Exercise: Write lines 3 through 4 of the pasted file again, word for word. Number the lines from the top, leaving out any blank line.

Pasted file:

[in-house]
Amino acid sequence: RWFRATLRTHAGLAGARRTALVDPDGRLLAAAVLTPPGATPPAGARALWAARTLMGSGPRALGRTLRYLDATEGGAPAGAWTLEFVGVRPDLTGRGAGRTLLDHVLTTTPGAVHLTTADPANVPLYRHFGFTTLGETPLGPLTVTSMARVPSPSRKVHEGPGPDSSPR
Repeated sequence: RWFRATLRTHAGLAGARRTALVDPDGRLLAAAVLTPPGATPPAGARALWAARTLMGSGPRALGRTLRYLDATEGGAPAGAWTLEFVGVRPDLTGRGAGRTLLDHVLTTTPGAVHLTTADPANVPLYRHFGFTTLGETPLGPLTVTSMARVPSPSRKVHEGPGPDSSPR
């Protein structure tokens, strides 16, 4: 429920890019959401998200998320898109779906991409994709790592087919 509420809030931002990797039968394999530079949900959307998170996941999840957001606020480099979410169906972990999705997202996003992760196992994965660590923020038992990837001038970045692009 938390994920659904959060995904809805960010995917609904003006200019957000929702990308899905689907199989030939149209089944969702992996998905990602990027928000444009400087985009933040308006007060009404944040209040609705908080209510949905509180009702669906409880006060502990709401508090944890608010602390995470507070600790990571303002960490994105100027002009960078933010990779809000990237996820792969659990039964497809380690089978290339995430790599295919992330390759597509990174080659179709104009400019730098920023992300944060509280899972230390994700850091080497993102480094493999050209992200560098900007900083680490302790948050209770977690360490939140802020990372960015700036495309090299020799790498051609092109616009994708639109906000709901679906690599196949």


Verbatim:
Repeated sequence: RWFRATLRTHAGLAGARRTALVDPDGRLLAAAVLTPPGATPPAGARALWAARTLMGSGPRALGRTLRYLDATEGGAPAGAWTLEFVGVRPDLTGRGAGRTLLDHVLTTTPGAVHLTTADPANVPLYRHFGFTTLGETPLGPLTVTSMARVPSPSRKVHEGPGPDSSPR
């Protein structure tokens, strides 16, 4: 429920890019959401998200998320898109779906991409994709790592087919 509420809030931002990797039968394999530079949900959307998170996941999840957001606020480099979410169906972990999705997202996003992760196992994965660590923020038992990837001038970045692009 938390994920659904959060995904809805960010995917609904003006200019957000929702990308899905689907199989030939149209089944969702992996998905990602990027928000444009400087985009933040308006007060009404944040209040609705908080209510949905509180009702669906409880006060502990709401508090944890608010602390995470507070600790990571303002960490994105100027002009960078933010990779809000990237996820792969659990039964497809380690089978290339995430790599295919992330390759597509990174080659179709104009400019730098920023992300944060509280899972230390994700850091080497993102480094493999050209992200560098900007900083680490302790948050209770977690360490939140802020990372960015700036495309090299020799790498051609092109616009994708639109906000709901679906690599196949």